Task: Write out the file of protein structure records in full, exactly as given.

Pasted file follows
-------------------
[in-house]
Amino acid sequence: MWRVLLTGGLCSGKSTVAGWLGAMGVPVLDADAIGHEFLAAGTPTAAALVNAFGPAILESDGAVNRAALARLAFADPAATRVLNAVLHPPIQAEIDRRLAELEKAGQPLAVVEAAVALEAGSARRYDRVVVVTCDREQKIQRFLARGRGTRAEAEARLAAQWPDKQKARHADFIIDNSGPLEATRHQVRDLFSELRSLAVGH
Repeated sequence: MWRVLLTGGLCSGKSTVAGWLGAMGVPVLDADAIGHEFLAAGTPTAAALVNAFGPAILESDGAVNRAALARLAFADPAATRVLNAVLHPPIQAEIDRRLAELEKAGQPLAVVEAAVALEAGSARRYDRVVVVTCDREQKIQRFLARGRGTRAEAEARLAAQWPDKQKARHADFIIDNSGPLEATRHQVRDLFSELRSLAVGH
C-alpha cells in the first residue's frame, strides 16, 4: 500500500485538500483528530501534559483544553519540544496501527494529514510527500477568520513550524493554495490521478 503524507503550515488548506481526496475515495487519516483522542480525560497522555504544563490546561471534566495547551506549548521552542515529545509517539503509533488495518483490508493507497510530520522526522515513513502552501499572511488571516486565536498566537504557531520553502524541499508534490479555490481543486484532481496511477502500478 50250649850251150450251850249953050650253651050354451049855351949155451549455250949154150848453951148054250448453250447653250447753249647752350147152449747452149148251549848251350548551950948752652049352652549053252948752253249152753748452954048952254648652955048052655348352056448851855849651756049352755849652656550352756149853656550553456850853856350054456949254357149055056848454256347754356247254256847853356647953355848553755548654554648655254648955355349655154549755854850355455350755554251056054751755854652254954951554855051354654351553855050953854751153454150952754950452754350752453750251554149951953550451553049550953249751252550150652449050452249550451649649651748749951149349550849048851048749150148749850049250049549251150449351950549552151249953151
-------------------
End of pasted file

[in-house]
Amino acid sequence: MWRVLLTGGLCSGKSTVAGWLGAMGVPVLDADAIGHEFLAAGTPTAAALVNAFGPAILESDGAVNRAALARLAFADPAATRVLNAVLHPPIQAEIDRRLAELEKAGQPLAVVEAAVALEAGSARRYDRVVVVTCDREQKIQRFLARGRGTRAEAEARLAAQWPDKQKARHADFIIDNSGPLEATRHQVRDLFSELRSLAVGH
Repeated sequence: MWRVLLTGGLCSGKSTVAGWLGAMGVPVLDADAIGHEFLAAGTPTAAALVNAFGPAILESDGAVNRAALARLAFADPAATRVLNAVLHPPIQAEIDRRLAELEKAGQPLAVVEAAVALEAGSARRYDRVVVVTCDREQKIQRFLARGRGTRAEAEARLAAQWPDKQKARHADFIIDNSGPLEATRHQVRDLFSELRSLAVGH
C-alpha cells in the first residue's frame, strides 16, 4: 500500500485538500483528530501534559483544553519540544496501527494529514510527500477568520513550524493554495490521478 503524507503550515488548506481526496475515495487519516483522542480525560497522555504544563490546561471534566495547551506549548521552542515529545509517539503509533488495518483490508493507497510530520522526522515513513502552501499572511488571516486565536498566537504557531520553502524541499508534490479555490481543486484532481496511477502500478 50250649850251150450251850249953050650253651050354451049855351949155451549455250949154150848453951148054250448453250447653250447753249647752350147152449747452149148251549848251350548551950948752652049352652549053252948752253249152753748452954048952254648652955048052655348352056448851855849651756049352755849652656550352756149853656550553456850853856350054456949254357149055056848454256347754356247254256847853356647953355848553755548654554648655254648955355349655154549755854850355455350755554251056054751755854652254954951554855051354654351553855050953854751153454150952754950452754350752453750251554149951953550451553049550953249751252550150652449050452249550451649649651748749951149349550849048851048749150148749850049250049549251150449351950549552151249953151